King Arthur’s Round Table (also called Ringe-dyke meaning circular ditch) is a class 2 Henge it remains a mutilated circular enclosure consisting of a bank with internal ditch. It is located on the southern side of Eamont bridge and is in a corner between 2 roads
In the first half of the 18th century a plan was drawn up showing two large stones outside the destroyed entrance. At one time there were probably more stones in and around it. On the east side of the central platform a cremation trench was discovered containing bone and hazel charcoal, the cremation had been carried out elsewhere, these remains were dated as late Neolithic to early Bronze age and had been covered by some structure using stone blocks, Originally the round earthwork was a flat-topped bank 10 metres wide and 1.5 metres high surrounding the ditch. Two entrances and two causeways lined up with each other, although one was destroyed when the road to Tirril was built.
In approximately 1538, Leland recorded this earthwork as ‘the round table or ‘Arture’s Castle’. The site was first recorded properly by Sir William Dugdale in the 1660s
In 1820 William Bushby, the owner of the Crown Hotel, raised the central platform by 1,000 cubic metres with stone and gravel. He used the inner face of the bank, producing the present deep-scarped inner face, he also deepened the ditch. Bushby used to put out tables and serve his customers there. It was found that the entrance had been widened to the East and the causeway narrowed from the East, possibly by Bushby. The henge was recorded in 1889 by CW Dymond by then the roads had encroached on the monument destroying the northern entrance.
Professor R.G. Collingwood and his team started to carry out an archaeological excavation in 1937/8 this was continued by G Bersu when Collingwood took ill. Bersu was a brilliant excavator but his work revealed little about the true nature of this monument although they found what had been a fire pit and some holes where it was believed some wooden posts had been. He concluded that the site was a Bronze age sepulchral monument and may have been a mounded barrow at some time. The digging came to an abrupt end when photographs of some of the bridges in the area were found in the Crown Hotel bedroom of a German member of the team. It was the time of the “phoney war” and suspicions were aroused.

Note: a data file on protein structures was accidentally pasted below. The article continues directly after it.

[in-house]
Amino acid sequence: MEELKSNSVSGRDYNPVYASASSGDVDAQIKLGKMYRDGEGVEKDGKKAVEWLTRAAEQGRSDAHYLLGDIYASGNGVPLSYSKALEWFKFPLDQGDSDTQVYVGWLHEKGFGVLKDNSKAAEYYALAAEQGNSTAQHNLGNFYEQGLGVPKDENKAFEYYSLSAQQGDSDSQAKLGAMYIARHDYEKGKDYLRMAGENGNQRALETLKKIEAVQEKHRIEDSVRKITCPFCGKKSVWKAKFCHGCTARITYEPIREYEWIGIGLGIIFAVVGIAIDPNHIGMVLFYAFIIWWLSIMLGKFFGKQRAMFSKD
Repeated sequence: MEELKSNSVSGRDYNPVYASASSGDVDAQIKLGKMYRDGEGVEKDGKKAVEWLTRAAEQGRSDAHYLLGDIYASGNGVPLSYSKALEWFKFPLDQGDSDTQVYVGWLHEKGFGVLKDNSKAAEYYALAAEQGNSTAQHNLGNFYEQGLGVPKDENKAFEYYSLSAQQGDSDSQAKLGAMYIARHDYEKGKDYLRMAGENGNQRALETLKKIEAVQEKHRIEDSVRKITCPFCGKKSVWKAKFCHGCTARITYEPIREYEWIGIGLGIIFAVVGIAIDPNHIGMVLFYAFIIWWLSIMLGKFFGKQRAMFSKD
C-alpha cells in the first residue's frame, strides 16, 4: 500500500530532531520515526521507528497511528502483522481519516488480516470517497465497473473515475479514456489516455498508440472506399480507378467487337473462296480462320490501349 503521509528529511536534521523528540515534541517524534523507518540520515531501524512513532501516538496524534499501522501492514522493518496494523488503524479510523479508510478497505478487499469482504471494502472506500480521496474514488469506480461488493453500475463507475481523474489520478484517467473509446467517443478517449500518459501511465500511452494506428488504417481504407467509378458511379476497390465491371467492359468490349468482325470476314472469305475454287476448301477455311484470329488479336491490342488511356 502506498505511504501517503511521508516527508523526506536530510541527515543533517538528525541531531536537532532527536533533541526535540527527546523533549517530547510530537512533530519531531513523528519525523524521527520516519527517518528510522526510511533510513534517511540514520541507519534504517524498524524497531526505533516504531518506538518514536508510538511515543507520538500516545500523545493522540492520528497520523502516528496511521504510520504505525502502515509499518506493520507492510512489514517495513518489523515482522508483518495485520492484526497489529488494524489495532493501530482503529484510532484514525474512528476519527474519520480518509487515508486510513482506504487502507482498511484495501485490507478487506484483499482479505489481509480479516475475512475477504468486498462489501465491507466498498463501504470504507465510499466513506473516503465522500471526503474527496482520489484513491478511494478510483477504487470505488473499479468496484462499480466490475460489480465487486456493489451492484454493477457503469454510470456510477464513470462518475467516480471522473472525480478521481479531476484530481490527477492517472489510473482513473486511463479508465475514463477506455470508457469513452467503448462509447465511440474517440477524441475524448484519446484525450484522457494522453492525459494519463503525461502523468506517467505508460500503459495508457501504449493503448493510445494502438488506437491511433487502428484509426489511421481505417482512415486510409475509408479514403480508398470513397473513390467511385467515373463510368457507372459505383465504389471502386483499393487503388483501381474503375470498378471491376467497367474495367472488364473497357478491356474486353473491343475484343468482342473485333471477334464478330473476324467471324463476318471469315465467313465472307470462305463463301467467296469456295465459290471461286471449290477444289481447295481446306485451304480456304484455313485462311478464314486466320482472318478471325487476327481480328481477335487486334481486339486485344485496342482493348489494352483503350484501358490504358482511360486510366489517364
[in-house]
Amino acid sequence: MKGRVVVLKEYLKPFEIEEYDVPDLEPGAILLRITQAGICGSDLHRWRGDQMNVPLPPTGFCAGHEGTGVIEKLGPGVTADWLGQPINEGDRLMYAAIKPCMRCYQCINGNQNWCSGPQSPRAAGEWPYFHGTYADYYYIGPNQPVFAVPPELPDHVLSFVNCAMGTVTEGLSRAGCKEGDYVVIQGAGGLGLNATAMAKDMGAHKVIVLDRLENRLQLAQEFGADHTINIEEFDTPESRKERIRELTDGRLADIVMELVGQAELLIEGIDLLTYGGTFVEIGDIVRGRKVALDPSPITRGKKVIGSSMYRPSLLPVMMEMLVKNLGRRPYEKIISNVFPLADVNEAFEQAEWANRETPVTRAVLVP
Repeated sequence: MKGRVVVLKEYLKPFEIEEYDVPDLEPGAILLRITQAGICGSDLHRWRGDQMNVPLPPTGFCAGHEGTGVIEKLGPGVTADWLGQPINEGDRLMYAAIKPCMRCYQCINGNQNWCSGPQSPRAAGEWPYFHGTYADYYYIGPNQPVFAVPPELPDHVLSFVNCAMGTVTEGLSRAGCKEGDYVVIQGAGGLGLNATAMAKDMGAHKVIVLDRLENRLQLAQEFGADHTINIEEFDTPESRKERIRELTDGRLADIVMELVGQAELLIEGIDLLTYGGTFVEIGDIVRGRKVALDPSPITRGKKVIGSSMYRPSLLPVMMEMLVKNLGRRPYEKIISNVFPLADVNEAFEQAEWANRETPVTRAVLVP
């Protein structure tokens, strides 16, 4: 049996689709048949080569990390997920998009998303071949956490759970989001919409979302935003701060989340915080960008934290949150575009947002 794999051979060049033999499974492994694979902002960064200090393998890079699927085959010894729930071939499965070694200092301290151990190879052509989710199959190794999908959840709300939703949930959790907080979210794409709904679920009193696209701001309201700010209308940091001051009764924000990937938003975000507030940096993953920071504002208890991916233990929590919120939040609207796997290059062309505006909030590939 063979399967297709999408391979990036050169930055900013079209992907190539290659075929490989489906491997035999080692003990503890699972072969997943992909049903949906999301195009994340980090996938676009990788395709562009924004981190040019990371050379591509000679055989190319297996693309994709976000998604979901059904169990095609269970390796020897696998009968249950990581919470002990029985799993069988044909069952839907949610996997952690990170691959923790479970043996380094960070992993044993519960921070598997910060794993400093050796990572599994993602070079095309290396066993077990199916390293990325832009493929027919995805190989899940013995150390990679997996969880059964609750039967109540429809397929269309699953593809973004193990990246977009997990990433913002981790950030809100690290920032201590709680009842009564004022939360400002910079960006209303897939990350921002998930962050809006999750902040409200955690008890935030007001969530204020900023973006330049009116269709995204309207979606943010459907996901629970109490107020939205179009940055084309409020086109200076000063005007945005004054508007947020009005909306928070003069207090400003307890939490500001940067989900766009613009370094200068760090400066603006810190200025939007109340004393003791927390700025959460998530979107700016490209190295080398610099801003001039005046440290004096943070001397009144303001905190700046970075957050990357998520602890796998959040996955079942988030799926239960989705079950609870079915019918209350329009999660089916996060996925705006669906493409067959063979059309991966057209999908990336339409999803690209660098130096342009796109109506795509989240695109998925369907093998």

It is stated in further documentation that evidence of a wooden building made of concentric rings of wooden posts supporting some form of roof (probably thatch) was excavated there. W.G. Collingwood suggested that it was a kind of primitive temple raised over the cremation of a dead hero.
Sir Walter Scott described Arthur’s Round Table as “for feats of chivalry renowned”. It is thought to have been constructed in 1,800 B.C. The common was enclosed in 1815 when it was resolved that the plough should not infringe on the Round Table.
It was in use in 3 different periods in prehistoric times and according to Stukeley it was occupied as a camping ground by Charles 11 on his way to Worcester.
We find in the history books that King Arthur was frequently in this part of the country. His 7th battle with the Saxon’s was at SYLVA CALEDONIS (generally supposed to be Inglewood Forest) where he gained a significant victory. There is a large hollowed out sandstone block known as Arthur’s Cup standing in the Crown Hotel Yard. Little is known about this artifact, except that it was at one time used as a drinking trough for animals.
In Pennant’s book a Little Round Table is shown as lying about 150 meters south of King Arthur’s Round Table, with a diameter of 300 ft. Consisting of a low circular bank and surrounded by a ditch, all that can be seen of it now is a slight hollow at the edge of the field to the right of Lowther entrance. Part of the circle is in the wood, and the rest was destroyed by the making of Countess Drive at the entrance to Lowther Park some years ago. It was described in 1776 as being 300 feet in diameter with a small vallum the ditch outermost with 1000 feet separating it from King Arthurs round table to the north.